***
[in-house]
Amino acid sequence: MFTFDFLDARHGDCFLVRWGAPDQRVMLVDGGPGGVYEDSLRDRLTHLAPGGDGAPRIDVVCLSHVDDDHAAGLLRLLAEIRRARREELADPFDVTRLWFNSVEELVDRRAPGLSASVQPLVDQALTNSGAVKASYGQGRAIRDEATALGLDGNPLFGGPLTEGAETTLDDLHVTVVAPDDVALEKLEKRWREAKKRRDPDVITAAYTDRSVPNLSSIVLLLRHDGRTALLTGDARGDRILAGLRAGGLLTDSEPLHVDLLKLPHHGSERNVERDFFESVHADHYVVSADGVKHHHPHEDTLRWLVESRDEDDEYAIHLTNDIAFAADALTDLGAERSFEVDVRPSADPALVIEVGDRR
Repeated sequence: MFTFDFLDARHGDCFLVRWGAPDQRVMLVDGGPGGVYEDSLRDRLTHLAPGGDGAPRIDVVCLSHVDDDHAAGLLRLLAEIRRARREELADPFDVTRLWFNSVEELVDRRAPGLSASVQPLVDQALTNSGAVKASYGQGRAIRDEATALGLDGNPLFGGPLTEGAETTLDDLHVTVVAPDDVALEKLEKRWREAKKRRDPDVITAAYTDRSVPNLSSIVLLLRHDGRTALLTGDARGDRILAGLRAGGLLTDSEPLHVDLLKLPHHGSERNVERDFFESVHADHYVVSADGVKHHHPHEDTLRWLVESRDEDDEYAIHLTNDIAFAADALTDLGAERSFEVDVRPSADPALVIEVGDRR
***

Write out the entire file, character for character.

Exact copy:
[in-house]
Amino acid sequence: MFTFDFLDARHGDCFLVRWGAPDQRVMLVDGGPGGVYEDSLRDRLTHLAPGGDGAPRIDVVCLSHVDDDHAAGLLRLLAEIRRARREELADPFDVTRLWFNSVEELVDRRAPGLSASVQPLVDQALTNSGAVKASYGQGRAIRDEATALGLDGNPLFGGPLTEGAETTLDDLHVTVVAPDDVALEKLEKRWREAKKRRDPDVITAAYTDRSVPNLSSIVLLLRHDGRTALLTGDARGDRILAGLRAGGLLTDSEPLHVDLLKLPHHGSERNVERDFFESVHADHYVVSADGVKHHHPHEDTLRWLVESRDEDDEYAIHLTNDIAFAADALTDLGAERSFEVDVRPSADPALVIEVGDRR
Repeated sequence: MFTFDFLDARHGDCFLVRWGAPDQRVMLVDGGPGGVYEDSLRDRLTHLAPGGDGAPRIDVVCLSHVDDDHAAGLLRLLAEIRRARREELADPFDVTRLWFNSVEELVDRRAPGLSASVQPLVDQALTNSGAVKASYGQGRAIRDEATALGLDGNPLFGGPLTEGAETTLDDLHVTVVAPDDVALEKLEKRWREAKKRRDPDVITAAYTDRSVPNLSSIVLLLRHDGRTALLTGDARGDRILAGLRAGGLLTDSEPLHVDLLKLPHHGSERNVERDFFESVHADHYVVSADGVKHHHPHEDTLRWLVESRDEDDEYAIHLTNDIAFAADALTDLGAERSFEVDVRPSADPALVIEVGDRR